Taking each other seriously

All of these blogs thus far are nice and all. Us humans are wired for social connection. Social connection is really good for us. Both physically and psychologically. Blah blah blah. But what is good social connection? What does it look like? What does it feel like? How do we know when we’re getting it? How do we get it? How do we give it to others?

There’s this friend of a friend who I occasionally see at the odd event or gathering or dinner. For ages I’ve been completely perplexed by this dude. My friends seem to really enjoy his company and they describe him as funny and nice and intelligent. But all of this is lost on me. Initially I just assumed he must think I am an idiot. Obvs. Over the course of a number of years, I have never been able to connect with him. And now I am going to put all the blame onto him. Obvs.

Firstly, he has a tendency to speak really quietly out of the side of his mouth to the person/s directly to the side of him. This makes any conversation difficult when you sit on the other side of the table. And he mumbles. His eye contact is incredibly poor. Secondly, when I offer something to the conversation, he will never engage in the topic. And often he will immediately change or dismiss the topic. And in all this time, and despite my best efforts to engage him in conversation, he has never once asked me a question. This could be because he thinks I am an idiot. Or his capacity for connection with me is a bit deficient.

Social psychologist, researcher and writer, Hugh Mackay reckons that human behaviours are motivated by ten main desires. When it comes to social connection, there’s one of these that I think is particularly important in determining how we relate to others and how we want others to relate to us – that’s the desire to be taken seriously.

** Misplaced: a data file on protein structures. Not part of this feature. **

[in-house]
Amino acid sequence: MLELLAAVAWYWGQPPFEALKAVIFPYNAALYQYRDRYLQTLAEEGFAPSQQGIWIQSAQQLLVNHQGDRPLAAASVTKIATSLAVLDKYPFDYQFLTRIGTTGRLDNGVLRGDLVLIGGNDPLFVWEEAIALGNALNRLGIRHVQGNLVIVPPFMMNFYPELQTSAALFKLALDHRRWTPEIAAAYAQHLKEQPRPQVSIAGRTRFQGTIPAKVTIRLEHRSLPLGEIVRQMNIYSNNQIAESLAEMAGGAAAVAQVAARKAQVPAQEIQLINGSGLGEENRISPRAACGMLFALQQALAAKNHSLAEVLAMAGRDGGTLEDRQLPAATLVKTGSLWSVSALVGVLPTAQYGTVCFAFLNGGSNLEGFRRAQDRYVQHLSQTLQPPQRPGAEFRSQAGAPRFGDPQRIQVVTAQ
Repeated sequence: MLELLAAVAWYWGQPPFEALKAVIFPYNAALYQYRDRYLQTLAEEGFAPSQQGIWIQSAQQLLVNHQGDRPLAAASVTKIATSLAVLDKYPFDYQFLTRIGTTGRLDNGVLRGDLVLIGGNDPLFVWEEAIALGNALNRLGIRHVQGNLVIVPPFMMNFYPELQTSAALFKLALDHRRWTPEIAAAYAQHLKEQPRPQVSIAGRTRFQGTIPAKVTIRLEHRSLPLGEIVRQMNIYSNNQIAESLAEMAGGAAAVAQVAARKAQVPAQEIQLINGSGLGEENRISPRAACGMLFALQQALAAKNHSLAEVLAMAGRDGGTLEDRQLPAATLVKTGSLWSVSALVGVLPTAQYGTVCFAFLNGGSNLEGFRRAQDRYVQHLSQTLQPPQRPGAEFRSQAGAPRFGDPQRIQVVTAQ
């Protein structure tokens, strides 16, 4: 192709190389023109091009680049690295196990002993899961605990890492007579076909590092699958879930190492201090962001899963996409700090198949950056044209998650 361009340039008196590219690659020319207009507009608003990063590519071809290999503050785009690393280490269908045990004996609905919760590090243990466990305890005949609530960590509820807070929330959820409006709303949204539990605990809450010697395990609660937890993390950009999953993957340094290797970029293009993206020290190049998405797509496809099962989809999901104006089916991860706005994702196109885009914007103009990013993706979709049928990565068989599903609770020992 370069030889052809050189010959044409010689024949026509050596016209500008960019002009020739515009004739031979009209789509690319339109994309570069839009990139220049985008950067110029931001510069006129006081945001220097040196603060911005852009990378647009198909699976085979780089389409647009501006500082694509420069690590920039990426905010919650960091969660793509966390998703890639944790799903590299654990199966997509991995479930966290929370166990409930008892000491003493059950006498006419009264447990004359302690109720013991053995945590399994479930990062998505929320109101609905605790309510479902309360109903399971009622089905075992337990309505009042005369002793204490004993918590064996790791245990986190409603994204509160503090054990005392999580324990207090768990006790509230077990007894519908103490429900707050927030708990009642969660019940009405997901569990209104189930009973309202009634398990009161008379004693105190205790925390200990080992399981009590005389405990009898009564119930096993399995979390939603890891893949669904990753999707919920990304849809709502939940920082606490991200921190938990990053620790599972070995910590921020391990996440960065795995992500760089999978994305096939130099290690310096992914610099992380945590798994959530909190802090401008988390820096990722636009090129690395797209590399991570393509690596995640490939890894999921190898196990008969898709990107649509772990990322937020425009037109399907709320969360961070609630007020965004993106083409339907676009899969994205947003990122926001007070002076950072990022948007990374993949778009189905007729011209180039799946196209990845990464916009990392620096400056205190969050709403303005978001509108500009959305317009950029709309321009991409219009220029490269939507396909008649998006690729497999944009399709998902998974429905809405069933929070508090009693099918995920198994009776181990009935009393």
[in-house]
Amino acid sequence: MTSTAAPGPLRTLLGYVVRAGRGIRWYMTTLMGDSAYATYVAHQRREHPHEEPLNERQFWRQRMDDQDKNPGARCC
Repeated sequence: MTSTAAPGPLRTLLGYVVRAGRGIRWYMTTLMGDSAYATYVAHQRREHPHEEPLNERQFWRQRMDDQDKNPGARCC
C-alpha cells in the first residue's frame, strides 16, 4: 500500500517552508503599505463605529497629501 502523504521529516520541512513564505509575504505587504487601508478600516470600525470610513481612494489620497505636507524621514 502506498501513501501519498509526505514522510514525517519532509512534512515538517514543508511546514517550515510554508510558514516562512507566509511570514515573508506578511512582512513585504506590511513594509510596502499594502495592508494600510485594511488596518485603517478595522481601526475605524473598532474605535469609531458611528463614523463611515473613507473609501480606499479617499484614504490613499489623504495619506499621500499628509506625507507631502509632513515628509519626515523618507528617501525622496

To some degree, all of us want to be taken seriously. We want to be noticed, accepted, appreciated, valued and understood. Perhaps as we get older, we want to make sure we’ll be remembered.

When I engage with the fellow mentioned above do I have the opportunity to feel that I have been taken seriously? Hell no! The truth of the matter is, that I’ve been taken more seriously by puppies than this gentlemen. And as a result, I haven’t yet had a good connection with this guy.

And how do we ensure that we take others seriously? We really only need to do a few simple things.

  1. LISTEN
It’s the desire to be taken seriously that explains why people who listen are the most wonderful people in our society. Is there a better experience than when someone gives you the gift of their undivided attention? It’s not just that they’re listening, it’s the message that they’re taking you seriously enough to listen. And the opposite is true too, when people are looking over your shoulder hoping to find someone more interesting to speak to. Again, listening is just the symptom here. What’s really being said is that this person is not taking me seriously.
And I’m talking about active listening here. Listening to understand. Not, listening to reply.